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Just hours after President Barack Obama announced massive cuts to America’s nuclear arsenal, activists and organizational leaders gathered on the sidelines of the 2013 Netroots Nation conference to plan how they can advocate for even greater reductions.
Senior officials from the progressive anti-nuke groups Ploughshares Fund and Global Zero held an informal anti-nuke strategy session late Friday with a small group of liberal activists and a Washington Free Beacon reporter.
The goal: How to sell Democrats and liberals on the idea that America’s nuclear arsenal must be fully eliminated and that Iran must be negotiated with.
“The size of our nuclear arsenal is ludicrous,” said an outraged John Robert Behrman, committeeman with the Harris County Democratic Party in Houston, Texas.
“The amount of money we spend on nuclear ordinance is ridiculous,” said Behrman, who said that nuclear modernization and maintenance issues “should be the lowest hanging fruit in the defense budget.”
“We have so many weapons already that you know we don’t need to keep these moldy sitting in bunkers around,” added a student activist who had attended the session. “I don’t think they’re necessary and something we should be spending money on at all.”
Ploughshares and Global Zero officials seemed pleased with Obama’s announcement on Friday that he intends to cut the number of nuclear weapons the United States deploys by a third.
“It’s a constant theme with [Obama] and this could be a legacy issue,” said John-Michael Donahue, Global Zero’s U.S. campaign manager.
Global Zero executive director Derek Johnson concurred, telling the Free Beacon that Obama has taken very credible action on the issue of nuclear reductions.
Ploughshares director of communications Margaret Swink also praised the president’s anti-nuclear stance during an interview with the Free Beacon immediately following the strategy session.
“I think the administration does support it and [we] saw again the speech this week that Obama, as Global Zero was saying, Obama supports this issue and the peace and security of a world without nuke weapons,” said Swink, whose organization funded an aggressive campaign to support Hagel during his contentious nomination process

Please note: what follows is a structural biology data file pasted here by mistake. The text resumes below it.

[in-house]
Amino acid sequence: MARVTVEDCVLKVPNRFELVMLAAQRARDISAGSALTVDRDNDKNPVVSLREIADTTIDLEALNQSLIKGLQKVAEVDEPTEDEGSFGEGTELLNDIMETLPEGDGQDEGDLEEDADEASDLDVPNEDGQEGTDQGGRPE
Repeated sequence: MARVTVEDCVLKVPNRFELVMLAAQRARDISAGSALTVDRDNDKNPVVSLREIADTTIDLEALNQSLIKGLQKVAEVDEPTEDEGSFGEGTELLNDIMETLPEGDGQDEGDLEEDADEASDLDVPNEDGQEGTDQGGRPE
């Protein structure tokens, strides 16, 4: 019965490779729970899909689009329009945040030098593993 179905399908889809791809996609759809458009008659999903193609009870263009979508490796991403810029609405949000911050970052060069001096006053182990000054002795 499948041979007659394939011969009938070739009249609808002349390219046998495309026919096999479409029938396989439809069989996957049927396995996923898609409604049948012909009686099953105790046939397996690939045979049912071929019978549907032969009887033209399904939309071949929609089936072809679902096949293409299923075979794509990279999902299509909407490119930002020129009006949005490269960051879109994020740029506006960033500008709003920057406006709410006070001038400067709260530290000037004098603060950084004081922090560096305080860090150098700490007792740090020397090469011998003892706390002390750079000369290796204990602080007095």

“We were obviously very pleased that Chuck Hagel became secretary of defense and feel very excited about working with him as we move forward,” Swink said. “With regard to nuclear issues, he’s a strong partner. I don’t think anything has changed about that since when he was on our board to now being secretary of defense.”
The need to negotiate with Iran also topped the agenda during the activist’s strategy session.
“Encouraging the administration to take the opportunity of the new president in Iran to pursue effective diplomacy, which we haven’t seen so much, and [for] Congress to not get in the way of that” is a key issue, said Rebecca Griffin, political director of Peace Action West, a pro-diplomacy advocacy group.
Stephanie Dreyer, media relations director of the Truman National Security Project, said that the United States needs to find a “third option” for Iran.
It “looks as though we have two options when it comes to Iran and nuke proliferation,” Dreyer said, referring to economic sanctions and military action.
“What I’d like to see is a third option,” she said. “There’s only so long that I think these sanctions can go on without the people revolting.”
Sanctions on Iran have failed to act as a nuclear deterrent, said Global Zero’s Donahue.
“I don’t understand what you’re talking about because it’s not deterring them from getting them,” he said.
Democratic county activist Behrman said a nuclear-equipped Iran would hardly be a threat to the United States or allied nations such as Israel.
“A nuclear weapon in North Korea or Iran that can’t be delivered to America isn’t a threat to North America or isn’t even a threat to Israel who has two or 300 of those things,” he said. “So we don’t need to be in a state of constant panic.”